The Washington D.C. National Parks live up to the District’s motto: Justice For All.
History buffs, sightseers, and vacationers know that Washington, D.C., the capital of the United States, is rich within our nation’s history, artifacts, monuments, memorials, and museums. Iconic destinations like the Washington Monument, Lincoln Memorial, and Capitol building, are known all across the world. But within its comparatively small borders, there are more national parks, historic sites, and memorials per square mile than virtually anywhere else in the country!
Nestled along the banks of the Potomac River, this tiny hamlet of only sixty-eight square miles is the seat of our national democracy. Its history is as rich and diverse as the country it represents.
Thankfully, this fertile history is preserved nearly everywhere one looks in Washington, D.C. These treasures are protected by the National Parks Service for all to enjoy and learn from for generations to come.
Here are some can’t miss national parks in the heart of our capital:
Constitution Gardens: Located right in the epicenter of D.C. and established in 1965, this national park preserves some of the most famous monuments in the American landscape. This swath of protected area encompassing the National Mall and Memorial Parks covers all manner of preservation, from presidential legacies to monuments dedicated to the courageous sacrifice of the men and women of the U.S. military, to commemorations of America’s commitment to freedom and democracy.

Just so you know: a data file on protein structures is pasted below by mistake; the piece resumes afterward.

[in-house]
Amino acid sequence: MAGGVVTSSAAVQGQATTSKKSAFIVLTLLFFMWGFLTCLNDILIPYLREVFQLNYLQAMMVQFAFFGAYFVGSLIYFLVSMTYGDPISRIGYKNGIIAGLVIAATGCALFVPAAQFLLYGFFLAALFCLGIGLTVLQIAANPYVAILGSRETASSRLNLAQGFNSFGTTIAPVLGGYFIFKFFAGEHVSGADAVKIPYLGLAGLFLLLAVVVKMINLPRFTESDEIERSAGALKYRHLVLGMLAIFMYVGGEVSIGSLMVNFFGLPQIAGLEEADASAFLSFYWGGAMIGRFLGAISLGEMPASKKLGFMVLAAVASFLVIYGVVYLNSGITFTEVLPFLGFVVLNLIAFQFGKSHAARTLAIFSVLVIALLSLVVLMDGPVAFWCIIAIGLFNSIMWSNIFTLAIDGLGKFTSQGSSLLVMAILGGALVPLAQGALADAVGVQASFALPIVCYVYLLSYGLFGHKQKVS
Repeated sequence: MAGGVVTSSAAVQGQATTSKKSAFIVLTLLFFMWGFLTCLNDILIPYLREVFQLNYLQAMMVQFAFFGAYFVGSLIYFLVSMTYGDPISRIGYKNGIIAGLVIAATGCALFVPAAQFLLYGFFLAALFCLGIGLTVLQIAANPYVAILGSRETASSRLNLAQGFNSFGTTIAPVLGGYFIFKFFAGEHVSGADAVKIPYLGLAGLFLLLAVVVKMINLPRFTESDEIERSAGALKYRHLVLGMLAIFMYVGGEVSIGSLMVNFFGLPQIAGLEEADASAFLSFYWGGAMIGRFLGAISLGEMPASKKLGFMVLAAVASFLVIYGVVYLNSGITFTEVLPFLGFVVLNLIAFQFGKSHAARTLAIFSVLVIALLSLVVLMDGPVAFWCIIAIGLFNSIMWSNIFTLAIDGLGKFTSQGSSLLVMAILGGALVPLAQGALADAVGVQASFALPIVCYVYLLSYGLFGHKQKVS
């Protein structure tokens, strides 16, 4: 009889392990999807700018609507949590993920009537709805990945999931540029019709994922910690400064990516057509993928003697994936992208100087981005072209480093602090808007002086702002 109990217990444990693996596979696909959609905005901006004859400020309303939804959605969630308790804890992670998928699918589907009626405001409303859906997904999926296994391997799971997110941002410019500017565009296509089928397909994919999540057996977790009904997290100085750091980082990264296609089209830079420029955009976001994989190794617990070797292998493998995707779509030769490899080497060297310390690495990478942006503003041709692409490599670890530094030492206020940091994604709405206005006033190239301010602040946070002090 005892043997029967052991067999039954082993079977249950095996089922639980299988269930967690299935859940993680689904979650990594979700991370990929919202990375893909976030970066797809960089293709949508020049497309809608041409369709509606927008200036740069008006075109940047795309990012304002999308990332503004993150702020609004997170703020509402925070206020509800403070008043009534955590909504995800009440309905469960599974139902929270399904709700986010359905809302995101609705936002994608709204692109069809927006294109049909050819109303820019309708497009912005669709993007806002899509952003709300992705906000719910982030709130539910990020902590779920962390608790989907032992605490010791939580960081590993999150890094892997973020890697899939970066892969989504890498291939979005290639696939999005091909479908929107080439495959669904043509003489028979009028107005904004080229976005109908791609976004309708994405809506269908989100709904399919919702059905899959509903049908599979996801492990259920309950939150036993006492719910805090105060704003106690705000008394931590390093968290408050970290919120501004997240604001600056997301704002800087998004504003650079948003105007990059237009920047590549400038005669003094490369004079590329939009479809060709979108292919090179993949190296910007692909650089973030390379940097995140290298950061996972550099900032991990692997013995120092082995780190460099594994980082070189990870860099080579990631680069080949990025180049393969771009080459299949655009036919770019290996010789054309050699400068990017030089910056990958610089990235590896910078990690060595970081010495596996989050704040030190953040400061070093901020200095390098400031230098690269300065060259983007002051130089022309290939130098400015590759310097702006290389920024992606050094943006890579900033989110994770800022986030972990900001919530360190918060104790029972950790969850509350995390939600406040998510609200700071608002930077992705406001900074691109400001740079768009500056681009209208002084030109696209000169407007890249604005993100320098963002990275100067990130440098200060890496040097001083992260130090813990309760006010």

Frederick Douglass National Historic Site: This D.C. historic site memorializes the legacy of one of the most famous Americans who ever lived and whose story is as important to tell as any other. Frederick Douglass was born into slavery in 1818, later escaped to freedom, and subsequently devoted the rest of his life to the causes of liberty and justice and became a leading voice in the abolition movement leading up to the Civil War. His story and dedication still inspire millions, and his legacy is remembered and protected at this D.C. site where he lived out the last seventeen years of his life.
WW1, WW2 Memorials, Vietnam Memorial, Korean Veterans Memorial: These monuments stand in Monument Park in downtown D.C. as a sobering reminder of the actual cost of freedom as they encompass the major conflicts and wars from the 20th century. Millions of visitors flock to these sacred sites and pay their respects to the men and women who fought and died to protect and defend the American way of life.
Ford’s Theater: This memorial resides just down the street from the White House in Washington, D.C., and offers a unique look at one of the United States’ most dire and precarious times. Just as the Civil War was coming to a merciful end after five bloody years of unrest, the Great Emancipator, President Abraham Lincoln, was assassinated at Ford’s Theater. A story most learned as schoolchildren. This memorial site offers insight into the day of the President’s assassination, his abiding love for the theater, and the nationwide grief that shook our country over a century ago.